The Masquerade Overture (2LP Vinyl)

SKU: MDF997LP
Label:
Madfish Records
Category:
Progressive Rock
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17 years after it’s initial release on CD, The Masquerade Overture album is now available as a double album in 180gm heavy weight vinyl.

Track listing -

Side 1:
1. The Masquerade Overture
2. As Good As Gold
3. Paintbox
Side 2:
1. The Pursuit Of Excellence
2. Guardian Of My Soul
Side 3:
1. The Shadow
2. Masters Of Illusion
Side 4  [Bonus Tracks]
1. Bird Of Paradise
2. Midnight Running
3. A Million Miles Away

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  • Private vinyl edition released by the band.Second album from this great French ensemble. Curiously their first album was released by Tzadik and had to be the most overtly "prog" album ever on that label. This new album is out on Altrock and is probably my favorite release on the label. The band creates a mesmerizing whirlwind of sax, keys, vibes, bass, flue, bass, and drums. There is a touch of Zappa in the compositions probably due to the vibes/marimbas that remind of Ruth Underwood. Some sexy Mini-Moog leads squiggle around the dual sax leads. All in all one killer release. Highly recommended.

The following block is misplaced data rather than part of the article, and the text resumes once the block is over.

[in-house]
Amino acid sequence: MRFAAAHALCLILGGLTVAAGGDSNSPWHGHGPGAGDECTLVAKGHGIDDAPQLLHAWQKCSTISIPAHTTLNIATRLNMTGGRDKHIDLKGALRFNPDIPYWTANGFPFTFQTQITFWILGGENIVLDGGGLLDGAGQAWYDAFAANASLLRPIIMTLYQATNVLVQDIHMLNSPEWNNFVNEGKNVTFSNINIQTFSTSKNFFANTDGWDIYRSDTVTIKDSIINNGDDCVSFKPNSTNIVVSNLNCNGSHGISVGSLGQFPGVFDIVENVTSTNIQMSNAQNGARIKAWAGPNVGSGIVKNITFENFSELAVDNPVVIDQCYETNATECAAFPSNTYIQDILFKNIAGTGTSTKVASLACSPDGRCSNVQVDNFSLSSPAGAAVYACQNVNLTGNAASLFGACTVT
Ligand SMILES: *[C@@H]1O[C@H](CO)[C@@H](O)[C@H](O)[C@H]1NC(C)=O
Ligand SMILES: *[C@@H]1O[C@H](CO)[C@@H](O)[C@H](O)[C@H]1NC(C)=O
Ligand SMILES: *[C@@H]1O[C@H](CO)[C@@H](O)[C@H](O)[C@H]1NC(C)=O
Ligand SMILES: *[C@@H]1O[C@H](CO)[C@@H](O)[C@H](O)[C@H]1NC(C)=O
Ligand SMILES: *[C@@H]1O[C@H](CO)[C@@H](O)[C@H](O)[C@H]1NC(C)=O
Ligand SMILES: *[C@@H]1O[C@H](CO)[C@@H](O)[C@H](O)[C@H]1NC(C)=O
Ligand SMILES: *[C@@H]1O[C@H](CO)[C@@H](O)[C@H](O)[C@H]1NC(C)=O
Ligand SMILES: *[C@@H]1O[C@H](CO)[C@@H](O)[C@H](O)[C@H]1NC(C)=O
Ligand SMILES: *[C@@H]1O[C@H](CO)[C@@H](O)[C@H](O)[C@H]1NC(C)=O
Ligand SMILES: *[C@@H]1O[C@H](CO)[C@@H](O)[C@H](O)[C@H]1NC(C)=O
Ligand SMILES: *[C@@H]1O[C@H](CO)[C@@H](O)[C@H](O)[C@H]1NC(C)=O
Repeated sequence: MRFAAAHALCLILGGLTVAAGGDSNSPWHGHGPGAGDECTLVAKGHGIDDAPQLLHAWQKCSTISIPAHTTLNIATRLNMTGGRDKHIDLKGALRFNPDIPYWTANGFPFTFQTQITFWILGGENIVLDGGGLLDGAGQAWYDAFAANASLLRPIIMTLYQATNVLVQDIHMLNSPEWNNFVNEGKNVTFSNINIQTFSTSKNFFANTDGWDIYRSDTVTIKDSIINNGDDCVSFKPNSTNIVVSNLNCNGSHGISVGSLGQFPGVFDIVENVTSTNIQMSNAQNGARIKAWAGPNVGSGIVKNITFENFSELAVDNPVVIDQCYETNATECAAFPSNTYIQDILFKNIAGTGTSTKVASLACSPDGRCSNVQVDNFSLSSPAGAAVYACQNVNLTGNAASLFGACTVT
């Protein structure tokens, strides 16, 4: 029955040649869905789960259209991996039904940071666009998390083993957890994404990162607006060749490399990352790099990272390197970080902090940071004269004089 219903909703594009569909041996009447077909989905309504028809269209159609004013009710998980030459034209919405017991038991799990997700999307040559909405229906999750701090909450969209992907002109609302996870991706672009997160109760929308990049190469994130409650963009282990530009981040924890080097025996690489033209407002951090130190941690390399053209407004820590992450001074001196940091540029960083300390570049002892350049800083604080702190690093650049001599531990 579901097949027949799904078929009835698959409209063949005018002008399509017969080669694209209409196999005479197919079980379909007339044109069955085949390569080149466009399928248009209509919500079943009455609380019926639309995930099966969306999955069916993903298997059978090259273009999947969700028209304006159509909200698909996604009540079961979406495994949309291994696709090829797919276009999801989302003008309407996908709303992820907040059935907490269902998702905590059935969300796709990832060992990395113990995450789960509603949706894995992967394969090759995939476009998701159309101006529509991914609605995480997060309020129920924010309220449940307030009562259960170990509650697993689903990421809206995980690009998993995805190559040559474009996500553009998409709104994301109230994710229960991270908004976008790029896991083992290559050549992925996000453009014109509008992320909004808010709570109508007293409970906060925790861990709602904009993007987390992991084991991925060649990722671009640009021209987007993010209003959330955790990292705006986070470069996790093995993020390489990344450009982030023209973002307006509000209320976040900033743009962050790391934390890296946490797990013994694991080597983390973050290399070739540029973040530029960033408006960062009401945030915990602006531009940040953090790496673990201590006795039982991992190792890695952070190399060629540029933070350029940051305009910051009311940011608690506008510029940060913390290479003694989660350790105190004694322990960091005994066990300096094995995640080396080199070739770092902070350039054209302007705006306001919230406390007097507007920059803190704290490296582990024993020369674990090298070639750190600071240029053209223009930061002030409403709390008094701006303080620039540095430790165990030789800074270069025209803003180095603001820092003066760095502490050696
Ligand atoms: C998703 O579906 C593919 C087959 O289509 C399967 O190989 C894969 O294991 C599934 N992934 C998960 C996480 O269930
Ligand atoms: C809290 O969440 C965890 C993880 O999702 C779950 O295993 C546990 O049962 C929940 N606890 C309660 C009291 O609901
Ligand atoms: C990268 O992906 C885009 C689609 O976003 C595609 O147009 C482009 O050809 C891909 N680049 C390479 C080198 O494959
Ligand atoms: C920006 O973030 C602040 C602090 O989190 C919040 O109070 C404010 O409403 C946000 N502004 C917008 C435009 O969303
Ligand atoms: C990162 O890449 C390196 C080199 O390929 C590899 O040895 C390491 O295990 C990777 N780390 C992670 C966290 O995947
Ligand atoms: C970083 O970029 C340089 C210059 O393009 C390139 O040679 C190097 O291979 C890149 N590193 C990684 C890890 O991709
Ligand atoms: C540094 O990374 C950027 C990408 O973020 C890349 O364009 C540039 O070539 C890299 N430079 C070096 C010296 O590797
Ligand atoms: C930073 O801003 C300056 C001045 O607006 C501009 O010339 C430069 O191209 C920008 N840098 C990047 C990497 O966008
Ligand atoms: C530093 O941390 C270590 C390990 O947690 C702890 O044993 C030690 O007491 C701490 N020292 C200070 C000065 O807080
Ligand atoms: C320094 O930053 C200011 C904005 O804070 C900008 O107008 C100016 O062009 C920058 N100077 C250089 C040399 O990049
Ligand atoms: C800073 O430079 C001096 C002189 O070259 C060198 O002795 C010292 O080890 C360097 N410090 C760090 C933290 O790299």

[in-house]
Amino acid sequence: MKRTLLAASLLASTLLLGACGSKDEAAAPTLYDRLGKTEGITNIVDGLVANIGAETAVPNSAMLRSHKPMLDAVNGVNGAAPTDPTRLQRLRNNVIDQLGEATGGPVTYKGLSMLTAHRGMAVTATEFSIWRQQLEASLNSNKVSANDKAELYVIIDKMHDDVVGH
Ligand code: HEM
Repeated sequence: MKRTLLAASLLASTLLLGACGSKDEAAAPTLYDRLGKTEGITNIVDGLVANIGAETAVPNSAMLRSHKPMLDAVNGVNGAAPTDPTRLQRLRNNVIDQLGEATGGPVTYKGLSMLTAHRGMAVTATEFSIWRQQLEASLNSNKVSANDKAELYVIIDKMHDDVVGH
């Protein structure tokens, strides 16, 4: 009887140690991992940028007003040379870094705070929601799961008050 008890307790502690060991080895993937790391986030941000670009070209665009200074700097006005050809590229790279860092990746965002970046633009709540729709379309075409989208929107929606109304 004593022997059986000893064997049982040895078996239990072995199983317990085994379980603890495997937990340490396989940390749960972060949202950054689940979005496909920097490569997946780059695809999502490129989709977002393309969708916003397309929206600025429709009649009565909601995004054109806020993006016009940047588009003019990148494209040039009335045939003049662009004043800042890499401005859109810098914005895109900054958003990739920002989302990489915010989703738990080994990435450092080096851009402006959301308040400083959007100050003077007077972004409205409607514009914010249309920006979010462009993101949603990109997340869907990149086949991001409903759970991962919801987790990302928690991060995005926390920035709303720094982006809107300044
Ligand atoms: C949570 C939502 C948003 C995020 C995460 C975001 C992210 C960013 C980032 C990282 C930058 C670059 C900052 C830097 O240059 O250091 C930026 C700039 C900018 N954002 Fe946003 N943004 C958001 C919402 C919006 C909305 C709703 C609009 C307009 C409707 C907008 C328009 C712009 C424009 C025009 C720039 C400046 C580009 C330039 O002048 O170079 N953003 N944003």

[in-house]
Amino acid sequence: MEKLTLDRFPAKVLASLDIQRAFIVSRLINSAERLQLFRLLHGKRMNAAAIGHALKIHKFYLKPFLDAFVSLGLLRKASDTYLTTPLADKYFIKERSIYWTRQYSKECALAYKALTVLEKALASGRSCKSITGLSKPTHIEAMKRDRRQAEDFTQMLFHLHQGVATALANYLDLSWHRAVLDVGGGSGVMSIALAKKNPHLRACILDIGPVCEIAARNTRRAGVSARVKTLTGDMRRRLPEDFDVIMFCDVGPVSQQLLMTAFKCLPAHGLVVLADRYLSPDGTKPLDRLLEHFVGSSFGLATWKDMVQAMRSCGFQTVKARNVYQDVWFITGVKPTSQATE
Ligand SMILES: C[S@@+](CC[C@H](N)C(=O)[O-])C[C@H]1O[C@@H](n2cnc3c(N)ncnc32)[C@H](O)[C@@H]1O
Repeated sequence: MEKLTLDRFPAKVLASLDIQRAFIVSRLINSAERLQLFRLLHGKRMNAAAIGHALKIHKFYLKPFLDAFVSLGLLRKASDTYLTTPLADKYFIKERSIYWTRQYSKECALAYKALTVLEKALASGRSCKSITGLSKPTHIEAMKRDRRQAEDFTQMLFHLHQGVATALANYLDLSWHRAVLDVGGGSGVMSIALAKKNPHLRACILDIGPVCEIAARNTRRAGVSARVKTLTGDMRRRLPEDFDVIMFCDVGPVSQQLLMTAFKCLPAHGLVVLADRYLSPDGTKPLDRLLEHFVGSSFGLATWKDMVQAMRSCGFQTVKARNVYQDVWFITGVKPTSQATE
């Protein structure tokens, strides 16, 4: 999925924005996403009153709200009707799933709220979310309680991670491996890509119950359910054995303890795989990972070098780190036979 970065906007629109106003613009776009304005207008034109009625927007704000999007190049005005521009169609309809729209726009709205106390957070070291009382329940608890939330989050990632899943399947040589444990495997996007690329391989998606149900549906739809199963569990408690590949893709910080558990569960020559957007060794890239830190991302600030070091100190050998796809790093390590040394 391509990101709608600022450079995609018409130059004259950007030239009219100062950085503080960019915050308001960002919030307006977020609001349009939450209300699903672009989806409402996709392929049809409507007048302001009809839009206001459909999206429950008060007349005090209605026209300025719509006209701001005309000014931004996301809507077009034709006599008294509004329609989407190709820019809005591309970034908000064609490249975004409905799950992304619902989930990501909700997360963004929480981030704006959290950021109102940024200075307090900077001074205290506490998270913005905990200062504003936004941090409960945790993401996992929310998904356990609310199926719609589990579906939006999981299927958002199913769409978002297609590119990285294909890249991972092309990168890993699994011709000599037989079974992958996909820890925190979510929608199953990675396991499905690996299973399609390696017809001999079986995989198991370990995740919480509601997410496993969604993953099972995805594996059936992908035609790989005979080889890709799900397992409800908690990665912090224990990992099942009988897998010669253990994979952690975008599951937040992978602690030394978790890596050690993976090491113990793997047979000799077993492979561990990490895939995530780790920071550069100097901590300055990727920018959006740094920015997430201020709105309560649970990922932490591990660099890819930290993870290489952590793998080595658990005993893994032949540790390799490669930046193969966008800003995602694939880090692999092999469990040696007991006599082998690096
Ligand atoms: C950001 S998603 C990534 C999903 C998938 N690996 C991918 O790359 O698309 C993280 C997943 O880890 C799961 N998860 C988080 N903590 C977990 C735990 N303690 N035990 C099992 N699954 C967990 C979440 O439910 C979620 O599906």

$15.00
  • In early 2014, Premiata Forneria Marconi (PFM) performed a series of concerts in Japan - doing complete run throughs of their classic albums.  This live recording captures their performance of L'Isola Di Niente (which some of you may know in its bastardized form as The World Became The World).  To the best of my knowledge some of these tunes have never been performed live before.  So who's left in PFM after all these years?  Franz Di Ciocco is still the drummer and he also handles vocals.  Patrick Djivas is a monster bassist.  Franco Mussida handles guitars.  The trio are augmented by Lucio Fabbri on violin (he has ducked in and out of the band over the years), Alessandro Scaglione on keyboards, and a second drummer in Roberto Gualdi.  Vinyl edition comes with the CD as a bonus. 
    $28.00